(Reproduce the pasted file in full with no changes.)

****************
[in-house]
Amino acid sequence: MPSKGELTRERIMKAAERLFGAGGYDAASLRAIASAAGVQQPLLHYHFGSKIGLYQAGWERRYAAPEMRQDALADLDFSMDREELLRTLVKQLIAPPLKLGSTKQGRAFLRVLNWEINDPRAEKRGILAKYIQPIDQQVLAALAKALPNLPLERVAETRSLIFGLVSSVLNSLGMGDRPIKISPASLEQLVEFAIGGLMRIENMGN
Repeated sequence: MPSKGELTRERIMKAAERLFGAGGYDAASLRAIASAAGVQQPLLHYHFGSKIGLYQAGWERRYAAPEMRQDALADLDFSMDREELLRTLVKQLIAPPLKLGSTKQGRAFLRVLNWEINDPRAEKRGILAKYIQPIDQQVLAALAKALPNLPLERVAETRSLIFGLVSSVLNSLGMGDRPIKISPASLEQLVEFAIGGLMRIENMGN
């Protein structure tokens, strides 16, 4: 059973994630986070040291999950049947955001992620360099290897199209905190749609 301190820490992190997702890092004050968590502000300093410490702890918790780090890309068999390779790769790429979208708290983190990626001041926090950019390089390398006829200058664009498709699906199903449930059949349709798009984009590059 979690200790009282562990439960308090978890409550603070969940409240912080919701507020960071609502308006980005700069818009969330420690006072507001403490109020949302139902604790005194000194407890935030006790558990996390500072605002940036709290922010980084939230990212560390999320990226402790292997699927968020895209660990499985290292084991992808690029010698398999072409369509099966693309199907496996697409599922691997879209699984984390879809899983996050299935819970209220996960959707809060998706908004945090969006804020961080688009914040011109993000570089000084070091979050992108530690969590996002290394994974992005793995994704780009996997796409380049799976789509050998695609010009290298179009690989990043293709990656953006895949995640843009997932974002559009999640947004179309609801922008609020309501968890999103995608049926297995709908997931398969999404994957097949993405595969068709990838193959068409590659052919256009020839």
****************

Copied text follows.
[in-house]
Amino acid sequence: MPSKGELTRERIMKAAERLFGAGGYDAASLRAIASAAGVQQPLLHYHFGSKIGLYQAGWERRYAAPEMRQDALADLDFSMDREELLRTLVKQLIAPPLKLGSTKQGRAFLRVLNWEINDPRAEKRGILAKYIQPIDQQVLAALAKALPNLPLERVAETRSLIFGLVSSVLNSLGMGDRPIKISPASLEQLVEFAIGGLMRIENMGN
Repeated sequence: MPSKGELTRERIMKAAERLFGAGGYDAASLRAIASAAGVQQPLLHYHFGSKIGLYQAGWERRYAAPEMRQDALADLDFSMDREELLRTLVKQLIAPPLKLGSTKQGRAFLRVLNWEINDPRAEKRGILAKYIQPIDQQVLAALAKALPNLPLERVAETRSLIFGLVSSVLNSLGMGDRPIKISPASLEQLVEFAIGGLMRIENMGN
């Protein structure tokens, strides 16, 4: 059973994630986070040291999950049947955001992620360099290897199209905190749609 301190820490992190997702890092004050968590502000300093410490702890918790780090890309068999390779790769790429979208708290983190990626001041926090950019390089390398006829200058664009498709699906199903449930059949349709798009984009590059 979690200790009282562990439960308090978890409550603070969940409240912080919701507020960071609502308006980005700069818009969330420690006072507001403490109020949302139902604790005194000194407890935030006790558990996390500072605002940036709290922010980084939230990212560390999320990226402790292997699927968020895209660990499985290292084991992808690029010698398999072409369509099966693309199907496996697409599922691997879209699984984390879809899983996050299935819970209220996960959707809060998706908004945090969006804020961080688009914040011109993000570089000084070091979050992108530690969590996002290394994974992005793995994704780009996997796409380049799976789509050998695609010009290298179009690989990043293709990656953006895949995640843009997932974002559009999640947004179309609801922008609020309501968890999103995608049926297995709908997931398969999404994957097949993405595969068709990838193959068409590659052919256009020839």